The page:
Similar to how invoice finance works, by looking at the customer base and the receivables of the business, this form of finance instead focusses on the suppliers and provides working capital finance in the same kind of way as an overdraft – but with the finance only used to pay suppliers. It allows a business to fund the purchase of materials, and turn these into inventory, typical cost would be 0.1-0.2% per day for the amount advanced. These types of facilities tend to have no ongoing commitment, are fairly easy to arrange and can be used as and when required. The businesses directors need to be home owners and present a positive balance sheet. Whilst this isn’t a cheap solution, faster payments to suppliers particularly in these current times can further strengthen the relationship between buyer and supplier, which could in turn lead to the negotiation of a discount and better rates. The lender has to take comfort in the overall strength of the borrower and will often further improve their position by taking credit insurance.
This will allow a business to raise capital against the fixed assets that are held on their balance sheet. The benefit is that it can be quick and simple to arrange, the facility would typically be spread over 3 to 5 years. Costs would typically be 8-12%. As this is a secured from finance (secured on the assets themselves) the rates are likely to be more favourable than an unsecured product such as a loan. Also the fixed interest rate make it easier to budget within the cashflow. Note though that the risk of default could mean losing key business assets and the valuation of the assets is based on market value not what you paid for them so can be valued much lower than expected.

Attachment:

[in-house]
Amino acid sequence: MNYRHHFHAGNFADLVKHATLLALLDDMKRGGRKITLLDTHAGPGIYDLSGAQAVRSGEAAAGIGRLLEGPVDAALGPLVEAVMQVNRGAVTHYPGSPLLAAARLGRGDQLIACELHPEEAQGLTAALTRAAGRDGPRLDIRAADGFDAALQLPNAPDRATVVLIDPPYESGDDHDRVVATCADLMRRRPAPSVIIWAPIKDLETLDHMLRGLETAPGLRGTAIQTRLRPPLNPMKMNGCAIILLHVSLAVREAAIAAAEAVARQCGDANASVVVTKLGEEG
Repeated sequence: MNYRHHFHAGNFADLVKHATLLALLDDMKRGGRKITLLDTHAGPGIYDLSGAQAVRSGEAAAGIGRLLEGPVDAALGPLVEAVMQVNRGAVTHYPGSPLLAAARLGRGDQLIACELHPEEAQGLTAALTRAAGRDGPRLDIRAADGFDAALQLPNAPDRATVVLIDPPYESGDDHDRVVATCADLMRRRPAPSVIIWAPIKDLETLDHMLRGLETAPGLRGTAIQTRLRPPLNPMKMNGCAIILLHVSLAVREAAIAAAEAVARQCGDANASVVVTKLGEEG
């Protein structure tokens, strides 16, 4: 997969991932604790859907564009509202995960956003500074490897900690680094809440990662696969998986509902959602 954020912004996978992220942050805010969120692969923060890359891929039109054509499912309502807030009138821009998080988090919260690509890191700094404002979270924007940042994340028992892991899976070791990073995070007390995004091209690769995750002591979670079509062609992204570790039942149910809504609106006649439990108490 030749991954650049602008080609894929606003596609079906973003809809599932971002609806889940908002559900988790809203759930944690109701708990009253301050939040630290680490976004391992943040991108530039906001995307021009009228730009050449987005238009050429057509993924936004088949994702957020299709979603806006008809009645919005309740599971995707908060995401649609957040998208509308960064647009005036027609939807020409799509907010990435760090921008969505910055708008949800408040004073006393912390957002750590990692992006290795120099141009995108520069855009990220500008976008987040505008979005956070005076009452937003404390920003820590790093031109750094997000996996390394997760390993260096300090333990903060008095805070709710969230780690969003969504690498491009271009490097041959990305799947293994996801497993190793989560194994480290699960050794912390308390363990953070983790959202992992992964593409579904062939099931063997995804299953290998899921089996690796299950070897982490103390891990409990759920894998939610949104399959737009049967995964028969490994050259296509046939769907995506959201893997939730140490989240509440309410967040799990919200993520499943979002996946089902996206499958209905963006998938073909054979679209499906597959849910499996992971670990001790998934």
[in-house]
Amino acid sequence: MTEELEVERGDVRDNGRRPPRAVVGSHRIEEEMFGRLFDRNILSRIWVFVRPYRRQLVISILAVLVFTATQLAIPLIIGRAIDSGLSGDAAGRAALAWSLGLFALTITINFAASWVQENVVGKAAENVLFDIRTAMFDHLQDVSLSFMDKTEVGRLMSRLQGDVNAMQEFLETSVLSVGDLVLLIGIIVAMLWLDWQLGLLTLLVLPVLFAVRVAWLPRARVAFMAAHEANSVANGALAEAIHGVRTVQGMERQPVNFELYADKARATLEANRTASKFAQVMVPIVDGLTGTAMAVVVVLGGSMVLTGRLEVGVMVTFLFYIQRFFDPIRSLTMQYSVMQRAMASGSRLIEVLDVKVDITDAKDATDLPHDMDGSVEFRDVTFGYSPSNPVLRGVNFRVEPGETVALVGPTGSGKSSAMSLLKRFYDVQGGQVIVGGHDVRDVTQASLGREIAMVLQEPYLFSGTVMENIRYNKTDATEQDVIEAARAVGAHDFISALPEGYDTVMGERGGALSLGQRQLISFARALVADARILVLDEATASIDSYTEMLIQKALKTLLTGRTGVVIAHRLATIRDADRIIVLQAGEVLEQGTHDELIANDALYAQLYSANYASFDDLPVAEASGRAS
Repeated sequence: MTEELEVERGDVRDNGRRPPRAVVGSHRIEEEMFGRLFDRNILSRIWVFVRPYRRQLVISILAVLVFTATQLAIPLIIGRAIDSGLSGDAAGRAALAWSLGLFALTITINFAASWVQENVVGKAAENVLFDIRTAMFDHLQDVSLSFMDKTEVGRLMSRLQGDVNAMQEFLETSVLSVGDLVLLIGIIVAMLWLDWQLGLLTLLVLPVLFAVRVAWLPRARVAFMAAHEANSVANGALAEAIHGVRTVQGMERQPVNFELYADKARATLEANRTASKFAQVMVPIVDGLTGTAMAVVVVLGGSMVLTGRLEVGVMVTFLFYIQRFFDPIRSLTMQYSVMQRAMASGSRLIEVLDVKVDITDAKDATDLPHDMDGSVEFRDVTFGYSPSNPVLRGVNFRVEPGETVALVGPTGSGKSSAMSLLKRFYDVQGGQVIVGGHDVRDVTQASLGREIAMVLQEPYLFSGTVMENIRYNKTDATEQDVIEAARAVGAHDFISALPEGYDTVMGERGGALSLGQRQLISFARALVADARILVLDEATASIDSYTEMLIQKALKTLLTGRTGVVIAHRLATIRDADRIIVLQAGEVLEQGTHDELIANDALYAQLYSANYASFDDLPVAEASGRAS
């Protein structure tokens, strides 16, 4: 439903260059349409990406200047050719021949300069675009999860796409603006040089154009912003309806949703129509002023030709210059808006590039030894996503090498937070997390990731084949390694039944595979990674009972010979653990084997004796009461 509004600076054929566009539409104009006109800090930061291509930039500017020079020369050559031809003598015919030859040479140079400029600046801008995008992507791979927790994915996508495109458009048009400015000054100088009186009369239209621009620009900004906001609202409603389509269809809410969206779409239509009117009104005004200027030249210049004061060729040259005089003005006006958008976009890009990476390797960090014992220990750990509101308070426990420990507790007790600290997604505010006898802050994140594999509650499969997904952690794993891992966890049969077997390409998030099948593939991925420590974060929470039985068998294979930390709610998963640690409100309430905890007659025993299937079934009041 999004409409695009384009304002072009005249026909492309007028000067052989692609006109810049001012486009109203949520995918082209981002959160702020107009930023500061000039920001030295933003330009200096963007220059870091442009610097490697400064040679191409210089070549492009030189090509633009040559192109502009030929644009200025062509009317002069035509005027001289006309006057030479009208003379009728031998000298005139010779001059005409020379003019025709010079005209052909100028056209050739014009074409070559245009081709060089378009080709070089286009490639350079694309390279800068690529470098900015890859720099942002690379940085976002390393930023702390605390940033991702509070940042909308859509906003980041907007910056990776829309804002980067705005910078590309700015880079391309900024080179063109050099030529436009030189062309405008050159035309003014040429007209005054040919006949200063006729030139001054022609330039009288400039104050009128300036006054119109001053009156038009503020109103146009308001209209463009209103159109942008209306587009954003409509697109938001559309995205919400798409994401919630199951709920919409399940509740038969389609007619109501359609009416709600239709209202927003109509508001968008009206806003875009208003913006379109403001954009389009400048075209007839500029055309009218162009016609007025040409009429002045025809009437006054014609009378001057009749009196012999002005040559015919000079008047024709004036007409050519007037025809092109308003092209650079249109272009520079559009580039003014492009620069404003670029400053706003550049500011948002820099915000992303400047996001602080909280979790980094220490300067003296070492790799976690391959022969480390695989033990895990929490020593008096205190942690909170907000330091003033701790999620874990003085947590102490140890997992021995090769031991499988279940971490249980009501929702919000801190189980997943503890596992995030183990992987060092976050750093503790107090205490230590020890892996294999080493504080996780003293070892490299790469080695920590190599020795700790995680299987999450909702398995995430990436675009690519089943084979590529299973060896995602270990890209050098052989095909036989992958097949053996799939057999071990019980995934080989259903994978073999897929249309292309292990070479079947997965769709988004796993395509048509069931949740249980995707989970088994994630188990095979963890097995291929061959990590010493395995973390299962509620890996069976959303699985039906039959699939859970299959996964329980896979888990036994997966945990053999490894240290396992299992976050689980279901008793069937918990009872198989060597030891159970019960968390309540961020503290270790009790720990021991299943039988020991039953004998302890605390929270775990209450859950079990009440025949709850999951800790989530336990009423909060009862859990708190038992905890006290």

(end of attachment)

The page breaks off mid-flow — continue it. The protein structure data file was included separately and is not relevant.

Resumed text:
Trade Credit Insurance
Credit ratings are currently taking a battering but even so consideration should be given to trade credit insurance (TCI) to protect often the businesses biggest asset (the debtor book). If your customers become insolvent or fall into protracted default, you will be indemnified for the cost of the goods and services you have delivered. This product often works well alongside an invoice finance line to allow the funder to maximise their funds in use. Quick to arrange and cost effective.
Issues right now are, of course, on ratings and the potential impact on the cost of premiums etc. Some time ago now the UK government announced a £10bn trade credit insurance scheme to prop up the TCI market to prevent a drought in coverage. This is currently delayed in its implementation, but the plan is that it will share the risk between the government and insurers (possibly to the end of 2020).
This usually takes the form of a minority investment in relatively mature companies that are looking for capital to expand or restructure operations, enter new markets, or finance a significant acquisition without a change of control of the business. It can be time consuming to arrange and will not be suitable for all businesses. It will be long to medium term.
Peer-to-peer lending, also abbreviated as P2P lending, is the practice of lending money to individuals or businesses through online services that match lenders with the borrower. The costs of this will be higher than the high street lenders and some invoice financiers. This doesn’t have to be a time consuming process though and, in the main, it will be a medium-term commitment of say 3-5 years.
Typically this form of finance would be for the more established businesses and can be lengthy and costly to arrange.